5. Ferdinand Berthoud, L’art de conduire et de régler les pendules et les montres (référence en note 4) 1759, planche VII.
HERITAGE · JUNE 2017

The 18th century taste for science and technology

An article by Rossella Baldi, Art historian, Neuchâtel
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  • Ferdinand Berthoud, skeletonised table clock on its marble base, circa 1775.
    1. Ferdinand Berthoud, skeletonised table clock on its marble base, circa 1775.
  • Attributed to Jean-Antoine Nollet, compound microscope and its travel case, circa 1740. History of Science Museum, Geneva (MHS, inv. 149). The microscope probably belonged to famous Genevan naturalist and philosopher Charles Bonnet, and to his nephew, Horace-Bénédicte de Saussure.
    2. Attributed to Jean-Antoine Nollet, compound microscope and its travel case, circa 1740. History of Science Museum, Geneva (MHS, inv. 149). The microscope probably belonged to famous Genevan naturalist and philosopher Charles Bonnet, and to his nephew, Horace-Bénédicte de Saussure.
  • George Adams, planetarium, circa 1770. History of Science Museum, Geneva (MHS inv. 818). George Adams senior and junior were among the most important 18<sup>th</sup> century makers of scientific instruments. King George III ordered a number of models from them.
    3. George Adams, planetarium, circa 1770. History of Science Museum, Geneva (MHS inv. 818). George Adams senior and junior were among the most important 18th century makers of scientific instruments. King George III ordered a number of models from them.
  • Ferdinand Berthoud, L’art de conduire et de régler les pendules et les montres: A l’usage de ceux qui n’ont aucune connoissance d’Horlogerie (The art of operating and adjusting clocks and watches for those who have no horological knowledge), Paris, published by the author, Rue de Harlay and by Michel Lambert, Bookseller, next to the Comédie Françoise, 1759, title page.
    4. Ferdinand Berthoud, L’art de conduire et de régler les pendules et les montres: A l’usage de ceux qui n’ont aucune connoissance d’Horlogerie (The art of operating and adjusting clocks and watches for those who have no horological knowledge), Paris, published by the author, Rue de Harlay and by Michel Lambert, Bookseller, next to the Comédie Françoise, 1759, title page.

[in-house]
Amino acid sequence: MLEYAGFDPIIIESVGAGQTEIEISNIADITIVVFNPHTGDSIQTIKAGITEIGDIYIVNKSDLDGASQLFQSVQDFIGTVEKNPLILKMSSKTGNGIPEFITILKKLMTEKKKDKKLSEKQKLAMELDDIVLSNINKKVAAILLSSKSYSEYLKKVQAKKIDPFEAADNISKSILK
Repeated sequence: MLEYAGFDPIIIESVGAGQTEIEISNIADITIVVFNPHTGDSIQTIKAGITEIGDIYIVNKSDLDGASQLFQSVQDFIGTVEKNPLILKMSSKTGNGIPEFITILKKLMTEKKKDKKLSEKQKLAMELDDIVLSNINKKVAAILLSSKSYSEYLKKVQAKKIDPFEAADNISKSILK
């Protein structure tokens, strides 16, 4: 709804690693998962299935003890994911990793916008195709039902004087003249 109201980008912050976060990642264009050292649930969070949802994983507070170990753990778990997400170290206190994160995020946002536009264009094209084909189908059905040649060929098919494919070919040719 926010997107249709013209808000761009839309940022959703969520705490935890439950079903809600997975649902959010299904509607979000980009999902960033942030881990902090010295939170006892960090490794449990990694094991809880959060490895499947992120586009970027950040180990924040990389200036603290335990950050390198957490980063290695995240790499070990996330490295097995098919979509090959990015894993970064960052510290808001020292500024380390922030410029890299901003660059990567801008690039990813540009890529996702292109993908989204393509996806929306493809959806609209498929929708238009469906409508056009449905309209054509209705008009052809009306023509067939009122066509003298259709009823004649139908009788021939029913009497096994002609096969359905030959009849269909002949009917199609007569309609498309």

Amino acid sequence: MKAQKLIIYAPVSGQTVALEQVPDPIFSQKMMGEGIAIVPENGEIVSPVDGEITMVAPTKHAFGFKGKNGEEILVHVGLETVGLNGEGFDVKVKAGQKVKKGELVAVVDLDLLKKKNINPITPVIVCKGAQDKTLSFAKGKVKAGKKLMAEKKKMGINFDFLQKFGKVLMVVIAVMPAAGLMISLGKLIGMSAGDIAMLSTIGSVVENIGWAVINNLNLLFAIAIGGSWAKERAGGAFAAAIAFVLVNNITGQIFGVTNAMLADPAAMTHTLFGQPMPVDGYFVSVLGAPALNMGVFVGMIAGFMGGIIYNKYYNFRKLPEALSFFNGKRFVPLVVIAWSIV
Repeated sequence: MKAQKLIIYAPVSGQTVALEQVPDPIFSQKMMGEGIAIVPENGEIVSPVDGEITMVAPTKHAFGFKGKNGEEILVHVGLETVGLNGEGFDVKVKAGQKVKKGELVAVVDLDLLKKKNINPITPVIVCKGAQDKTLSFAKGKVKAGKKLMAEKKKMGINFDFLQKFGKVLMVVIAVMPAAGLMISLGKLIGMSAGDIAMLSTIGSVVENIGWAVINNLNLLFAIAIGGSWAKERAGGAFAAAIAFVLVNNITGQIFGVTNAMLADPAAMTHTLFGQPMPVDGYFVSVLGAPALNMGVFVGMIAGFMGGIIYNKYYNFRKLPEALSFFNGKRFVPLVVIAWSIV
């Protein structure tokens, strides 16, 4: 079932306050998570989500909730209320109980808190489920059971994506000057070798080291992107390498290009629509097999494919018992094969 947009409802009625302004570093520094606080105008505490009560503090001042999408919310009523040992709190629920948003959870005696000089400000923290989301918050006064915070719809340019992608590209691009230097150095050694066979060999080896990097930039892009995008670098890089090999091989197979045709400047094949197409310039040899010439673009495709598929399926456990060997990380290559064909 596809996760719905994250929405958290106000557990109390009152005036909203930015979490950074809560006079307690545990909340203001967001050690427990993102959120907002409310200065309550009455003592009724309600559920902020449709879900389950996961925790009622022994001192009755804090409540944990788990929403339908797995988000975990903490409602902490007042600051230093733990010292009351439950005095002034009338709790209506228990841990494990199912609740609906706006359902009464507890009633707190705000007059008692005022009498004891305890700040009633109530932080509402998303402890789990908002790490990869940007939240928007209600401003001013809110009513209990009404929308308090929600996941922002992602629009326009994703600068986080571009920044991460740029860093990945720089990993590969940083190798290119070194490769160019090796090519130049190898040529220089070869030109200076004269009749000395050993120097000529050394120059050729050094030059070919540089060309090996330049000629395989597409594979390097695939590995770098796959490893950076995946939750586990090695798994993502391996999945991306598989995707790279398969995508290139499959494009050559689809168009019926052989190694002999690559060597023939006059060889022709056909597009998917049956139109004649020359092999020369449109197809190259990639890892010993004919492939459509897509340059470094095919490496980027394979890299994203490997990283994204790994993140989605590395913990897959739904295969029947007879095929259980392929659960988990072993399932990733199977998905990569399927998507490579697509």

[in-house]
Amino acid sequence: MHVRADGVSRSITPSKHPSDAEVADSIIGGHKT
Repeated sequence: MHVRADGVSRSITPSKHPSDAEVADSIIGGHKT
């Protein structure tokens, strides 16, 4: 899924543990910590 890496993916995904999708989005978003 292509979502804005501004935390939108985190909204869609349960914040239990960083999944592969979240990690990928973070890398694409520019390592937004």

• Ferdinand Berthoud, L’art de conduire et de régler les pendules et les montres (reference in note 1) 1759, plate VII.
    5. Ferdinand Berthoud, L’art de conduire et de régler les pendules et les montres (reference in note 1) 1759, plate VII.
  • Ferdinand Berthoud, Essai sur l’horlogerie, dans lequel on traite de cet art relativement à l’usage civil, à l’astronomie et à la navigation, en établissant des principes confirmés par l’expérience (Essay on horology, in which its civilian use and its applications in astronomy and navigation are examined, while establishing principles confirmed by experiment), Paris, published by J. Cl. Jombert, Musier et Panckoucke (booksellers), 1763, title page.
    6. Ferdinand Berthoud, Essai sur l’horlogerie, dans lequel on traite de cet art relativement à l’usage civil, à l’astronomie et à la navigation, en établissant des principes confirmés par l’expérience (Essay on horology, in which its civilian use and its applications in astronomy and navigation are examined, while establishing principles confirmed by experiment), Paris, published by J. Cl. Jombert, Musier et Panckoucke (booksellers), 1763, title page.

In the Age of Enlightenment, science and technology began opening up to new audiences. Members of the social elite took a passionate interest in scientific disciplines; they attended classes, witnessed experiments and acquired specialised books. Science thereby emerged from academia to become a social phenomenon and even a form of entertainment. Watchmaking was at the heart of this euphoria. As mechanical models of all kinds enthralled spectators and the market for books on horology began to develop, as watchmakers initiated the general public into their art and showcased their excellence.